Vepacitta wrote:How does one act wisely when dealing with annoying people?
Which, actually, can be a 'difficult situation' How does one act wisely when dealing with annoying people? How does one restrain and control that mind - that "ever present constant "I" (Wallace Stevens) that we struggle with.
dude wrote:If there were no one around to annoy us, how would we train ourselves in the virtues of equanimity and forebearance?
Ben wrote:dude wrote:If there were no one around to annoy us, how would we train ourselves in the virtues of equanimity and forebearance?
An interesting thought.
It seems to presuppose that the source of our misery, and liberation,are external to ourselves. When in fact, all our misery and our key to liberation, are found within ourselves. When someone annoys us, we are really just experiencing the dukkha arising from unpleasant dhammas and our habitual reactions to them. The other person is just sensory data impacting on our sense organs. All the annoying is going on within ourselves. Its the misery we inflict upon ourselves.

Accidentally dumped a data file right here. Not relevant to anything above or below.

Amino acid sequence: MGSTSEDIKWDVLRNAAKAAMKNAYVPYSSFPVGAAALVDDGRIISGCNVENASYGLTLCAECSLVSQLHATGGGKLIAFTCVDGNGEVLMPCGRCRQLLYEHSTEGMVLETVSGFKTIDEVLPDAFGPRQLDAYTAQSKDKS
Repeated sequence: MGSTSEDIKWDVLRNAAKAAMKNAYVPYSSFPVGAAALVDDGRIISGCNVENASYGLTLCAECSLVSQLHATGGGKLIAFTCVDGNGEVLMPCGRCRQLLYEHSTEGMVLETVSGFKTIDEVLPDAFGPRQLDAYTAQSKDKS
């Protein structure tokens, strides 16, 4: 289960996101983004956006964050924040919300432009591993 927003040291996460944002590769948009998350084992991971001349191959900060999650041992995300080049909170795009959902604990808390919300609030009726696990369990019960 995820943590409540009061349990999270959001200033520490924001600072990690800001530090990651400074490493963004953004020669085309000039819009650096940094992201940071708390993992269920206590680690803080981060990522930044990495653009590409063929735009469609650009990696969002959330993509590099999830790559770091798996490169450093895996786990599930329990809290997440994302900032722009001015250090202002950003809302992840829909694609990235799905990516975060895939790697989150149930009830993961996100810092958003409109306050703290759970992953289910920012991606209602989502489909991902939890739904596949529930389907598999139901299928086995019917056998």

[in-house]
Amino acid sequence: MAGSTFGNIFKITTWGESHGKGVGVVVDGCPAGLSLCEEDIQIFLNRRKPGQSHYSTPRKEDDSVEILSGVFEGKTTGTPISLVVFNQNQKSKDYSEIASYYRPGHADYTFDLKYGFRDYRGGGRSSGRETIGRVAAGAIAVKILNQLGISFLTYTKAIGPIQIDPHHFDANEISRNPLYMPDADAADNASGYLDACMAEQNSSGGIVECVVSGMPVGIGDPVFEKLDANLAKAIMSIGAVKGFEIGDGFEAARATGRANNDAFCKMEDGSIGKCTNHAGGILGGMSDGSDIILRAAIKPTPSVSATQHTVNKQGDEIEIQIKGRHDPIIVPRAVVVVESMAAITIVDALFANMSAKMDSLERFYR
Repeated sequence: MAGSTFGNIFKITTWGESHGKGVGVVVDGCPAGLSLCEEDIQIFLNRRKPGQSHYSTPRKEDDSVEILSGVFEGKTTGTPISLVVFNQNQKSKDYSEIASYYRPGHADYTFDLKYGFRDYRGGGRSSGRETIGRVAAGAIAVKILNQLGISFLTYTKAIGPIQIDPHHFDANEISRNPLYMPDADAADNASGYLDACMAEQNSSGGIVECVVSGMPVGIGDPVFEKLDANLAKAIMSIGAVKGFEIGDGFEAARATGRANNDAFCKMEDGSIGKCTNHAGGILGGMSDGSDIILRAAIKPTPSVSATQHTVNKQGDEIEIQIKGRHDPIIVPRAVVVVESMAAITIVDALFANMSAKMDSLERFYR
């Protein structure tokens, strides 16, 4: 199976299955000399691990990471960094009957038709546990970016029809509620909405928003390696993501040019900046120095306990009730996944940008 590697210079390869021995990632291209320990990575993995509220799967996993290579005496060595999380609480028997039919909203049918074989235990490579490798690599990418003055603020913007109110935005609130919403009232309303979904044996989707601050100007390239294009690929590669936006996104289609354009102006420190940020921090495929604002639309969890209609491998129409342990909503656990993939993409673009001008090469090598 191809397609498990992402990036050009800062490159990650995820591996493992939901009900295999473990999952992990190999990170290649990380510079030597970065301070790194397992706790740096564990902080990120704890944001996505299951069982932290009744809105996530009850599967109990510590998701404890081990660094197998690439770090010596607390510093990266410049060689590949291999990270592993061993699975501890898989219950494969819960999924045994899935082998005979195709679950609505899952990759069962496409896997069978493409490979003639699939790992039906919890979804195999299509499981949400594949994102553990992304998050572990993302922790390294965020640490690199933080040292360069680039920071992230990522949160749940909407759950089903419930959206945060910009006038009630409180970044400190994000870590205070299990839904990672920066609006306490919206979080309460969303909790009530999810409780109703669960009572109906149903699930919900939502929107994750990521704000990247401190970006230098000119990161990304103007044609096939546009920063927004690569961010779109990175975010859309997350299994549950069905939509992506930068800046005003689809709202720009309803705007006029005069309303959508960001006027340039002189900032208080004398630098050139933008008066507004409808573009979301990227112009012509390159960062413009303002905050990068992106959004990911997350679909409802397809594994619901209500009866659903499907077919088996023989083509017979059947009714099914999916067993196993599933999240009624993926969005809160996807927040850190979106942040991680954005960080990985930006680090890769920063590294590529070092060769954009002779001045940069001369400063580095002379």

If all people had an equanimious nature, i'd agree. People have qualities - good - bad - indifferent. It is a matter of us not letting their bad qualities become our bad qualities, getting their good qualities to be our good qualities. Why else would the Buddha speak so highly appropriate companionship? There are annoying people - but it is up to us to not let their annoyance become our annoyance. There are loving, considerate people - it is up to us to get their love and compassion to become our love and compassion.PeterB wrote:There are no annoying people. There is just annoyance. And as Ben says, thats in us.
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